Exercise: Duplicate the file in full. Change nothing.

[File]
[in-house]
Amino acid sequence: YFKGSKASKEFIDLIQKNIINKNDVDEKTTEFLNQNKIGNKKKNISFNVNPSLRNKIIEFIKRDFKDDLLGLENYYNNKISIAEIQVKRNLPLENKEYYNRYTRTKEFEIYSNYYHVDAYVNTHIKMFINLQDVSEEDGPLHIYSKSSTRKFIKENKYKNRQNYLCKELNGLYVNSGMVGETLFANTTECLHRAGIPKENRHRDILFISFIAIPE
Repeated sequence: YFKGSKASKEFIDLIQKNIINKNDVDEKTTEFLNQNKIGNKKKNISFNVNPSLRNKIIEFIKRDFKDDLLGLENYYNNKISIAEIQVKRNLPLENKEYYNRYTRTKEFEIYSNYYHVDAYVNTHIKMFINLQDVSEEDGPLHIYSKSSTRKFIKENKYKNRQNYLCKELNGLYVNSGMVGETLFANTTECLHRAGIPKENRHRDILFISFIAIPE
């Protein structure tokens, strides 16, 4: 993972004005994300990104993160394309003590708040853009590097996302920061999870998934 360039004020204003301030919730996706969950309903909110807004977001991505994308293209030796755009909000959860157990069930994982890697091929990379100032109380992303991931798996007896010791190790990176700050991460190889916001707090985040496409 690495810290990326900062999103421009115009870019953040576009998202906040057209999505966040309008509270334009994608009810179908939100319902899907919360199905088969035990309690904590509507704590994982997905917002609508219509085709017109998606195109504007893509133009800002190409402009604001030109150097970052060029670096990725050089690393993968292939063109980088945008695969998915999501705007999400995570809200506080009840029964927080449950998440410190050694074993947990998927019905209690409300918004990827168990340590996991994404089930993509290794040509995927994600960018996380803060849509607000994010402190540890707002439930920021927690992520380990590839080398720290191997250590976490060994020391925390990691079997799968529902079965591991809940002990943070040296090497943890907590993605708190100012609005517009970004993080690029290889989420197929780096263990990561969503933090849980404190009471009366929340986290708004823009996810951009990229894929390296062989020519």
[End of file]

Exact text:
[in-house]
Amino acid sequence: YFKGSKASKEFIDLIQKNIINKNDVDEKTTEFLNQNKIGNKKKNISFNVNPSLRNKIIEFIKRDFKDDLLGLENYYNNKISIAEIQVKRNLPLENKEYYNRYTRTKEFEIYSNYYHVDAYVNTHIKMFINLQDVSEEDGPLHIYSKSSTRKFIKENKYKNRQNYLCKELNGLYVNSGMVGETLFANTTECLHRAGIPKENRHRDILFISFIAIPE
Repeated sequence: YFKGSKASKEFIDLIQKNIINKNDVDEKTTEFLNQNKIGNKKKNISFNVNPSLRNKIIEFIKRDFKDDLLGLENYYNNKISIAEIQVKRNLPLENKEYYNRYTRTKEFEIYSNYYHVDAYVNTHIKMFINLQDVSEEDGPLHIYSKSSTRKFIKENKYKNRQNYLCKELNGLYVNSGMVGETLFANTTECLHRAGIPKENRHRDILFISFIAIPE
């Protein structure tokens, strides 16, 4: 993972004005994300990104993160394309003590708040853009590097996302920061999870998934 360039004020204003301030919730996706969950309903909110807004977001991505994308293209030796755009909000959860157990069930994982890697091929990379100032109380992303991931798996007896010791190790990176700050991460190889916001707090985040496409 690495810290990326900062999103421009115009870019953040576009998202906040057209999505966040309008509270334009994608009810179908939100319902899907919360199905088969035990309690904590509507704590994982997905917002609508219509085709017109998606195109504007893509133009800002190409402009604001030109150097970052060029670096990725050089690393993968292939063109980088945008695969998915999501705007999400995570809200506080009840029964927080449950998440410190050694074993947990998927019905209690409300918004990827168990340590996991994404089930993509290794040509995927994600960018996380803060849509607000994010402190540890707002439930920021927690992520380990590839080398720290191997250590976490060994020391925390990691079997799968529902079965591991809940002990943070040296090497943890907590993605708190100012609005517009970004993080690029290889989420197929780096263990990561969503933090849980404190009471009366929340986290708004823009996810951009990229894929390296062989020519």